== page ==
There are many narratives about First Communion dresses (See Raining Stones). They are often about the parents’ struggle. On some level, these dresses are like prom dresses or even wedding dresses. They trigger parents’ need to establish a sense of prestige in their community and fantasy about who their daughters are. These garments’ high stakes often overshadow any connection to their daughters or even to the ritual events.
How a Dress Can Hold so Much Meaning
My aunt took a photo of two seven-year-old girls who made their First Communion at the same time. One girl is me; the other is my cousin. Her mother was my mother’s sister, who was an excellent seamstress. She worked for a famous New York fashion house as a sample maker. The model Twiggy wore some of my aunt’s samples in fashion shows.
My mother took me to a high-end department store and bought my First Communion dress. I wanted a veil with a full crown. My mother refused because she said only queens get to wear crowns. I was heartbroken. I had envisioned what I wanted.
My aunt purchased beautiful, expensive fabric and created her daughter’s dress. Afterward, she took my cousin to a photographer’s studio to take pictures of her daughter and the dress.
That afternoon my aunt showed up unannounced at our home with my cousin wearing her communion dress so she could take a picture of us together. My mother was not happy because I was playing in the yard with my friends, and she didn’t want me to change into my dress and get it dirty.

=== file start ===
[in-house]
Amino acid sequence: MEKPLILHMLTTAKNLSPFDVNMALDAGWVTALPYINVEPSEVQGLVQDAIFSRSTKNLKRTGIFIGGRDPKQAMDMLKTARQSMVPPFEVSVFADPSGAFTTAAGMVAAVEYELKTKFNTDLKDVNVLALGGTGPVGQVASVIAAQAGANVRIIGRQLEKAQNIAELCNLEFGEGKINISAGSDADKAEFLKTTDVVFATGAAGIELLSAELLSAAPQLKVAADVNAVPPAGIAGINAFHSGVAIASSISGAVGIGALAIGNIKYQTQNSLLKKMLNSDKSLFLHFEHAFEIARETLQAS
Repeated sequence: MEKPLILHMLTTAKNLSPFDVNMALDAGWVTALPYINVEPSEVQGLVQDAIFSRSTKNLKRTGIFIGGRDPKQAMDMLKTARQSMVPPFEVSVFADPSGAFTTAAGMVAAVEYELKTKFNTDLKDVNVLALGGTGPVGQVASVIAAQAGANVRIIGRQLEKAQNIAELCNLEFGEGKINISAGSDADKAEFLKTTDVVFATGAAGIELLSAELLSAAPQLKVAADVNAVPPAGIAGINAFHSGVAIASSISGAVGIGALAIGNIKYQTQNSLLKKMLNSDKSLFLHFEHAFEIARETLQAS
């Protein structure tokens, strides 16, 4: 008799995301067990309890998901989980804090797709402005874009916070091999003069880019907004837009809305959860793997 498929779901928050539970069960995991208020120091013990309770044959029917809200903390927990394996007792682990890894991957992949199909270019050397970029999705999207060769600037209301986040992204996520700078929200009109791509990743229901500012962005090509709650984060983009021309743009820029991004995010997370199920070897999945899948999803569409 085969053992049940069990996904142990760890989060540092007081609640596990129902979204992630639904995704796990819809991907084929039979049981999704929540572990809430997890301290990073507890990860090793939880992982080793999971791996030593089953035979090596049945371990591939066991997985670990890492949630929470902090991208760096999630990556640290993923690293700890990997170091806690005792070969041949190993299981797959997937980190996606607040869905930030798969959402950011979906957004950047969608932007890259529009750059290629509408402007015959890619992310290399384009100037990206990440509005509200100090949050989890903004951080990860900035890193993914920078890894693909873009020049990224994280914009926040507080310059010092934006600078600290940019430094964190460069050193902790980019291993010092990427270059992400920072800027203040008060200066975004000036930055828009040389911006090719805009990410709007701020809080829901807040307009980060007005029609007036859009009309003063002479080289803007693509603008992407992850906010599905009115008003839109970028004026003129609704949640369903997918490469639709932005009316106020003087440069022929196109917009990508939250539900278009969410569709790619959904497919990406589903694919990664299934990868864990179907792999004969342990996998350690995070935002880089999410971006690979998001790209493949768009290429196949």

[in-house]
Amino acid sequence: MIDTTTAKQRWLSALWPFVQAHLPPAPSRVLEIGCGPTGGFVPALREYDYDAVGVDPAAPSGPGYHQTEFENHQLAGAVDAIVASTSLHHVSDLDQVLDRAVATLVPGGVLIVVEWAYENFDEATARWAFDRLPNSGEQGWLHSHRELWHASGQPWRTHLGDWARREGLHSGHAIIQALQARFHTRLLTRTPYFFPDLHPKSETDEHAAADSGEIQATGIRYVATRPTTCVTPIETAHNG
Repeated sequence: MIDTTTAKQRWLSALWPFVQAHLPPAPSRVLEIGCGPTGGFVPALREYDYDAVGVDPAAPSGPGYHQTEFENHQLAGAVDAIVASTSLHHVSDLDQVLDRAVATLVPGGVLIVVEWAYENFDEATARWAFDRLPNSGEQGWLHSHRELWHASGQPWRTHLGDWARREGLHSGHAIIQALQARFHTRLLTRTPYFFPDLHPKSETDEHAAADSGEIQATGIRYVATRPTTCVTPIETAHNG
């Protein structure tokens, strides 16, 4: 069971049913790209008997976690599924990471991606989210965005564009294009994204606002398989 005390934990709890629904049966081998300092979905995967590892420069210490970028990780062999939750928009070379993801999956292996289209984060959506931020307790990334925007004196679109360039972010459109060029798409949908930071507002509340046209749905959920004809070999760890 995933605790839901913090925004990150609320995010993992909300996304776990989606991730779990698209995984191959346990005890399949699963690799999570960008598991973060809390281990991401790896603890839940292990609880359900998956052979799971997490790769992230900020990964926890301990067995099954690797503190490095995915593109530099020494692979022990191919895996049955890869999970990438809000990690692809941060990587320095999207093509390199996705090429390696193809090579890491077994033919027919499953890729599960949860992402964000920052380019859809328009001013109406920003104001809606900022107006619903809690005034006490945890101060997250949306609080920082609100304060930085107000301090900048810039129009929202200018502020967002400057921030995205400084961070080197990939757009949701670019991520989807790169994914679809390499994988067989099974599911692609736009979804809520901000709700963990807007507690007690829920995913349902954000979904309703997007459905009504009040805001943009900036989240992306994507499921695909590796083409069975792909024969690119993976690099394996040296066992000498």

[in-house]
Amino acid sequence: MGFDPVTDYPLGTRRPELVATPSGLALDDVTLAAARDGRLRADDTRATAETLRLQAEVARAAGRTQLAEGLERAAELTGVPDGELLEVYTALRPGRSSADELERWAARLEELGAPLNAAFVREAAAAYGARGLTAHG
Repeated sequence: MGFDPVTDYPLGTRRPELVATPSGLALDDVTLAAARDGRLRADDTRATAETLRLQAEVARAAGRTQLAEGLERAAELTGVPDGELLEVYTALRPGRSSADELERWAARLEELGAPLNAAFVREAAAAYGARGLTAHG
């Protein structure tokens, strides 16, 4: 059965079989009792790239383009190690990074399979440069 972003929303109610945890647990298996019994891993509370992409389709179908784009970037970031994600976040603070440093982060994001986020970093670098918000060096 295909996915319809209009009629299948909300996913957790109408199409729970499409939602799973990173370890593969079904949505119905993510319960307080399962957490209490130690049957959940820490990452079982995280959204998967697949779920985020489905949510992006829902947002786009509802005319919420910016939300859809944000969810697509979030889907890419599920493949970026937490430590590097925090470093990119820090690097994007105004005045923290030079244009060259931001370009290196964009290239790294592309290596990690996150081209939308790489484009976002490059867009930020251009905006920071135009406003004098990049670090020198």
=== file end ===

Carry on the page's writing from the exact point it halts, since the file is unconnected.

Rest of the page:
I didn’t want to take the picture because I thought my cousin’s dress was so much prettier than mine, and she had the full crown and veil that I had wanted. Also, my aunt often used me to show my cousin why she was “the best.” The dress experience was full of shame for me.
A New Perspective
Forty years later, my aunt gave me this photo. I was amazed because my body immediately recognized the shame I felt at having an inferior dress. However, when I looked closely at the picture, I saw how the dresses were almost identical.
The experience of being treated as inferior to my cousin was my designated role in our extended family. It was part of my mother and aunt’s issues with each other.
Letting Go of What Is Not Ours
The picture added new information to the experience. There was no inferior dress nor inferior girl, just a need to support an elaborate illusion that somehow addressed the suffering my mother and aunt experienced. I played with the photo in Photoshop and removed everything that was not me from a felt sense. Somehow, I found a knowing smile in that moment. It helps me remember that the illusions others create do not define me.